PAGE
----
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Had Steve Jobs commissioned a song, it would have felt like Daft Punk’s “Get Lucky.” Modern but ageless. Sleek, streamlined, memorable and futuristic.
“We’re up all night to get some, we’re up all night for good fun,” Pharrell optimistically declares, imagining joy on the horizon. Released in April, the single went on to soundtrack the year’s wedding receptions, bar mitzvahs, drives along the Pacific Coast Highway and hairbrush-as-microphone bedroom singalongs, no small feat for two helmeted Frenchmen.
It was “Star Wars,” roller-skating and disco rolled into one, with a relentless groove and so many shimmering mirror-ball moments that one YouTube remixer was prompted to loop the track’s synth solo into an epic three-hour meditation. Soul tendencies courtesy of Pharrell’s groovy falsetto and a minimal, clean strum from producer-guitarist Nile Rodgers of Chic connected the present and the past. And synthesized android voices jammed through the tune’s midsong break offering a nod to the future.
“Like the legend of the phoenix/ All ends with beginnings,” Pharrell offered to start, in a single line announcing a rebirth, as if not just a lyric but also an ideal had risen from the embers to reclaim its place in contemporary music.
That clean, stylistic phoenix weaved through some of the year’s most magnetic tracks, suggesting that distorted rock riffs had nothing on the pure catchiness of unfiltered guitar lines. The sound has as its genesis Jimmy Nolen’s “chicken scratch” style as a member of James Brown’s late-1960s band, further developed through the sound of Chic’s hits “Good Times” and “Le Freak,” and guitarist Paul Jackson Jr. on Michael Jackson’s classic work. Rodgers’ strum propelled the “Get Lucky” beat, made it melodic.
Recorded at Electric Lady Studios in New York, where Chic’s early work was recorded, “Get Lucky” rolls at an even 116 beats per minute, which splits the difference between hip-hop and house music. Unhurried but insistent, two androids neutral of nationality or dialect build a song using humans as their instruments: most notably Rodgers and session drummer and former Weather Report member Omar Hakim.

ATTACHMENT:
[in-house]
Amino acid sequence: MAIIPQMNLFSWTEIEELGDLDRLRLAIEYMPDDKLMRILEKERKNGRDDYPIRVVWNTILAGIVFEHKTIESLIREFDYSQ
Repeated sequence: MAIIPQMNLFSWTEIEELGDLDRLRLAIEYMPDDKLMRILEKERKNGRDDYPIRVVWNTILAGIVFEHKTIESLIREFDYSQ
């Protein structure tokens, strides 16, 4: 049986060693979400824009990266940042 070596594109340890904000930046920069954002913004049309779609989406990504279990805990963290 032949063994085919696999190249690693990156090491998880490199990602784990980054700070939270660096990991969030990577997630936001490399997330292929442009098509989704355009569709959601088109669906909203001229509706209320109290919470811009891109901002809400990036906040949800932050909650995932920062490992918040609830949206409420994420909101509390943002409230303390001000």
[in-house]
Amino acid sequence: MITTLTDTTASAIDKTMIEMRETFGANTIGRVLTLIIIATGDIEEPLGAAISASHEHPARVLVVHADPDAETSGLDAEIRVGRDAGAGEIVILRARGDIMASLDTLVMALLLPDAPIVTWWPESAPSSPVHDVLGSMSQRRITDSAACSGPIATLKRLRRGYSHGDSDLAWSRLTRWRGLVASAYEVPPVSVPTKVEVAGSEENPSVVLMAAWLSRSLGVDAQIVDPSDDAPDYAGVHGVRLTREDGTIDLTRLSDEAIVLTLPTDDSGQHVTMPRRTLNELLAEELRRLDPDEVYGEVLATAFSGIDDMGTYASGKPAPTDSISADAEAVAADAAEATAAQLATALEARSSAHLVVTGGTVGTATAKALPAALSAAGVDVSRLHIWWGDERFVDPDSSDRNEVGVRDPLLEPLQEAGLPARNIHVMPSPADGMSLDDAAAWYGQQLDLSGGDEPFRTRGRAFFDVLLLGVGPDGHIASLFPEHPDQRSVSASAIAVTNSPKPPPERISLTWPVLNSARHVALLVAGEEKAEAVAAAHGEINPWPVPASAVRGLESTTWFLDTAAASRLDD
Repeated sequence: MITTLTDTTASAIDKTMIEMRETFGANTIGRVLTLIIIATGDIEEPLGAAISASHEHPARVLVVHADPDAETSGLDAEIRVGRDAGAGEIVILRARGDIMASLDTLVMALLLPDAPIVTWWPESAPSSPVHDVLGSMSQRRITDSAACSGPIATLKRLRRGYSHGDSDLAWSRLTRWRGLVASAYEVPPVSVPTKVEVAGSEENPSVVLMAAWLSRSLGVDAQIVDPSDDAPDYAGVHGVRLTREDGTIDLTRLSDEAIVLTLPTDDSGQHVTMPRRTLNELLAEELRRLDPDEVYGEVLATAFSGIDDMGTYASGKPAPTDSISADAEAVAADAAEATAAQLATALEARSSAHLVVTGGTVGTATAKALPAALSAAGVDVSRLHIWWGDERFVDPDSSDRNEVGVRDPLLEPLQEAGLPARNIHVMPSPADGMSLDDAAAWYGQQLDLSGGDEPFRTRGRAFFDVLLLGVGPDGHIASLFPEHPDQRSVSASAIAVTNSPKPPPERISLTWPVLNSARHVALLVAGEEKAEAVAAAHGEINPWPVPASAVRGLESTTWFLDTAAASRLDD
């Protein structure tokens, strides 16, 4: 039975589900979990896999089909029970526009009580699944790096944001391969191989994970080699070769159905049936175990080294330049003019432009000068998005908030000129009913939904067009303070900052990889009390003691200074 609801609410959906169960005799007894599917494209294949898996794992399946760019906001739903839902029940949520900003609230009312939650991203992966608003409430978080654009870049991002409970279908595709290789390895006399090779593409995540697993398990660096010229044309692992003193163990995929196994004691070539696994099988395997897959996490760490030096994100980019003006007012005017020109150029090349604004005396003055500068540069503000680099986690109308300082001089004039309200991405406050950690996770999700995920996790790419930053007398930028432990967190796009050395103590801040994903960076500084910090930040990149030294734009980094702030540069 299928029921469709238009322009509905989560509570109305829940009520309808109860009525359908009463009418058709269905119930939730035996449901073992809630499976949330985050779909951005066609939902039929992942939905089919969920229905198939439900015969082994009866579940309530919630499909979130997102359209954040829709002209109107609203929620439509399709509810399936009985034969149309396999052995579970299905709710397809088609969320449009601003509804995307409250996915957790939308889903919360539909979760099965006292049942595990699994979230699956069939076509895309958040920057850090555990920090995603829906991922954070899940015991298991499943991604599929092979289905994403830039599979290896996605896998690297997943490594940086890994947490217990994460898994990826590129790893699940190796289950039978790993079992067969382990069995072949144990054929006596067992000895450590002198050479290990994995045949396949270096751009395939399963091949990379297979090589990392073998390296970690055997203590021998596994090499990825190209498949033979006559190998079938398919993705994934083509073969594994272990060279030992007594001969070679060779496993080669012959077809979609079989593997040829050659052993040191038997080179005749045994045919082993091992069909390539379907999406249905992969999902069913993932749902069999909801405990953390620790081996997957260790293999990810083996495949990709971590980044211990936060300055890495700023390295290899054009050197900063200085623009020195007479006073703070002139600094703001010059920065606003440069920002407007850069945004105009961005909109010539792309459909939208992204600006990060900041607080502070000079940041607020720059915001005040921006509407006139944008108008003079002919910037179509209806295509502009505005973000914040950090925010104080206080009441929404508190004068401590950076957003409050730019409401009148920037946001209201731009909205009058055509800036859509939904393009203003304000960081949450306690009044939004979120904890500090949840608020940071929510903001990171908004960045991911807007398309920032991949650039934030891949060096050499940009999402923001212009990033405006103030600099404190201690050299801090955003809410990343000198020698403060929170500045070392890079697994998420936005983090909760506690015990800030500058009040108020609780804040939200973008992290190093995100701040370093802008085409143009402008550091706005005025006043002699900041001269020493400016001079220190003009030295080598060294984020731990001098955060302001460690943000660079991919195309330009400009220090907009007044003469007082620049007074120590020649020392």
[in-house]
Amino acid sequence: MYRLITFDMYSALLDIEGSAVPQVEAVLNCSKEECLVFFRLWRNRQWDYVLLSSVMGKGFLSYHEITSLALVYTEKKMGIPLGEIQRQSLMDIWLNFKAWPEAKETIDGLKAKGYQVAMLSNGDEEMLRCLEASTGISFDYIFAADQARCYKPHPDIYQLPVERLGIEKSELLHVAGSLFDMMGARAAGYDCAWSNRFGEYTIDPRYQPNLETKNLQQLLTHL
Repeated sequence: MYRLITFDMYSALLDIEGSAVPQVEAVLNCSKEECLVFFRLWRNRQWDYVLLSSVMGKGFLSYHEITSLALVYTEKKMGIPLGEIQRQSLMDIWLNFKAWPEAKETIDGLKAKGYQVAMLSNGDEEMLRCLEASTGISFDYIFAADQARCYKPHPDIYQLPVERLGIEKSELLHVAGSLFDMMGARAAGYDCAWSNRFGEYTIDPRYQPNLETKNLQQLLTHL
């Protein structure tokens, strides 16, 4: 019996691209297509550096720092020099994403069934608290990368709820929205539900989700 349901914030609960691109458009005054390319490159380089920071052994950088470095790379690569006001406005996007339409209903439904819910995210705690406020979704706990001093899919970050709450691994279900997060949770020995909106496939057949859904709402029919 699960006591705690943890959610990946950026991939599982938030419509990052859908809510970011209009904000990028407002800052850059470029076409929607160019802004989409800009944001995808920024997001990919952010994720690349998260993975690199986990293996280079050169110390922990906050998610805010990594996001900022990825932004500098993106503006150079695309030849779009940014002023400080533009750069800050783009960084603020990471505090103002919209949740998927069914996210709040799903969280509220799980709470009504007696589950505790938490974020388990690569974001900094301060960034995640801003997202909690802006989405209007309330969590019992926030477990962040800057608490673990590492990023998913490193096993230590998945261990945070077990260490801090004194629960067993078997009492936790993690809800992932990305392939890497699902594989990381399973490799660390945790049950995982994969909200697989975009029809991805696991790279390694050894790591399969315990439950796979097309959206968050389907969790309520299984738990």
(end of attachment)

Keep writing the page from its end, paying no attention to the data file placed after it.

A similar guitar tone galloped through Los Angeles sibling trio Haim’s breakout album, “Days Are Gone,” as exemplified in the undistorted, jumpy sound of “The Wire.” That they managed to suggest both Michael Jackson and Fleetwood Mac is a testament to their taste and skills. A similar note bounced through Toro y Moi’s streamlined indie soul as delivered on his “Anything in Return.” Too, it was steeped in British producer Dev Hynes’ work as Blood Orange on his excellent “Cupid Deluxe.”
“Get Lucky” is also a product of an impatient and oft-unpredictable pop moment, when tastes and digital viruses combine to foster quick random stylistic turns. If some of the biggest hits of 2012 leaned toward high-speed anthemic thrills — Carly Rae Jepsen’s “Call Me Maybe,” Psy’s “Gangnam Style,” “Stronger” from Kelly Clarkson, “We Found Love” by Rihanna — many of this year’s breakouts decelerated into a less frenetic groove. It’s as though 2 a.m. on the dance floor had given way to 3:30 a.m. eternal, that time when DJs pull back and the floor turns liquid.
There was “Get Lucky,” yes, but also the simmering — and virtually guitar free — “Blurred Lines” from Robin Thicke, the minimal reality of Lorde’s “Royals” and Justin Timberlake’s ballad “Mirrors,” each of which offered a level of patience.
A defiantly analog expression amid a world obsessed with exploring unheard synthetic tones — see Daft Punk’s harsh productions on Kanye West’s “Yeezus” to better appreciate the duo’s range — the track offers real-life hand claps, an honest and uncomplicated chord progression, repetition and, its crowning achievement, that freaky synth solo that wends its way through the rhythm.
Most notable, perhaps, is the recording’s defiant dip into another era. One consequence of the so-called evolution of pop music is that, like technology, perfectly good ideas often land in the compost before they’ve had a chance to fully ripen. “Get Lucky” revisited without seeming “retro” about it.
Also surprising, during a time when chart-toppers are electronic dance music bangers from Miley Cyrus and Katy Perry, Daft Punk retreated from the 130 bpm thump to go smooth and to explore the sound of the music in the pre beat-box ‘70s.
That it struck a chord wasn’t assured when Daft Punk dropped it in spring. But as the year progressed, it became clear that “Get Lucky” had won the gamble, its retro-funky moves offering new opportunities and no doubt propelling many bouts of good fortune.